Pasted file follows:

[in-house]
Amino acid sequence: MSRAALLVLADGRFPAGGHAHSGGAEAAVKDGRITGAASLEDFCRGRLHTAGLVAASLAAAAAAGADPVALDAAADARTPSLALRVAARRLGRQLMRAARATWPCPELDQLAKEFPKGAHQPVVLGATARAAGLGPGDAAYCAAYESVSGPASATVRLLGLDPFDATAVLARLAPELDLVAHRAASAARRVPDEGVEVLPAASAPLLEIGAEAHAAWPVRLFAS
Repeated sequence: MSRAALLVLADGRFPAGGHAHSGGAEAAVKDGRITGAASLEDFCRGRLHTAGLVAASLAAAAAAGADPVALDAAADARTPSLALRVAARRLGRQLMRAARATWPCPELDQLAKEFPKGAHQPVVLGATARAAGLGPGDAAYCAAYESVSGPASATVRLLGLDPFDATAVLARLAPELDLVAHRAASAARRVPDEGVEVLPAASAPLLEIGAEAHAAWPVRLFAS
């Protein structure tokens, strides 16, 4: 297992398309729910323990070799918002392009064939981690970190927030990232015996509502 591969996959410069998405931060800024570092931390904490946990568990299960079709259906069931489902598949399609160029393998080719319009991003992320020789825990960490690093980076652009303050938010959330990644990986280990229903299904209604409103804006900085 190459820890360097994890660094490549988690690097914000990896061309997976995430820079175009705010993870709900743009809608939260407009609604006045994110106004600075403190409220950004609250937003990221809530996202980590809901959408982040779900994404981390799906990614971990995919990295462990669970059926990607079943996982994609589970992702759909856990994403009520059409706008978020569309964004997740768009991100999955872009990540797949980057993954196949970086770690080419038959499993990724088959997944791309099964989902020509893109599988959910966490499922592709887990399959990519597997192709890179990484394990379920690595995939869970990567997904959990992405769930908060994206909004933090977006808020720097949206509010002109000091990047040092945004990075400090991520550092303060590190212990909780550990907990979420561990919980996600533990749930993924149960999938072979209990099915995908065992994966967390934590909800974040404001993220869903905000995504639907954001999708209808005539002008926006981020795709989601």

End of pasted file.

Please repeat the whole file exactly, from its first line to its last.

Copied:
[in-house]
Amino acid sequence: MSRAALLVLADGRFPAGGHAHSGGAEAAVKDGRITGAASLEDFCRGRLHTAGLVAASLAAAAAAGADPVALDAAADARTPSLALRVAARRLGRQLMRAARATWPCPELDQLAKEFPKGAHQPVVLGATARAAGLGPGDAAYCAAYESVSGPASATVRLLGLDPFDATAVLARLAPELDLVAHRAASAARRVPDEGVEVLPAASAPLLEIGAEAHAAWPVRLFAS
Repeated sequence: MSRAALLVLADGRFPAGGHAHSGGAEAAVKDGRITGAASLEDFCRGRLHTAGLVAASLAAAAAAGADPVALDAAADARTPSLALRVAARRLGRQLMRAARATWPCPELDQLAKEFPKGAHQPVVLGATARAAGLGPGDAAYCAAYESVSGPASATVRLLGLDPFDATAVLARLAPELDLVAHRAASAARRVPDEGVEVLPAASAPLLEIGAEAHAAWPVRLFAS
């Protein structure tokens, strides 16, 4: 297992398309729910323990070799918002392009064939981690970190927030990232015996509502 591969996959410069998405931060800024570092931390904490946990568990299960079709259906069931489902598949399609160029393998080719319009991003992320020789825990960490690093980076652009303050938010959330990644990986280990229903299904209604409103804006900085 190459820890360097994890660094490549988690690097914000990896061309997976995430820079175009705010993870709900743009809608939260407009609604006045994110106004600075403190409220950004609250937003990221809530996202980590809901959408982040779900994404981390799906990614971990995919990295462990669970059926990607079943996982994609589970992702759909856990994403009520059409706008978020569309964004997740768009991100999955872009990540797949980057993954196949970086770690080419038959499993990724088959997944791309099964989902020509893109599988959910966490499922592709887990399959990519597997192709890179990484394990379920690595995939869970990567997904959990992405769930908060994206909004933090977006808020720097949206509010002109000091990047040092945004990075400090991520550092303060590190212990909780550990907990979420561990919980996600533990749930993924149960999938072979209990099915995908065992994966967390934590909800974040404001993220869903905000995504639907954001999708209808005539002008926006981020795709989601």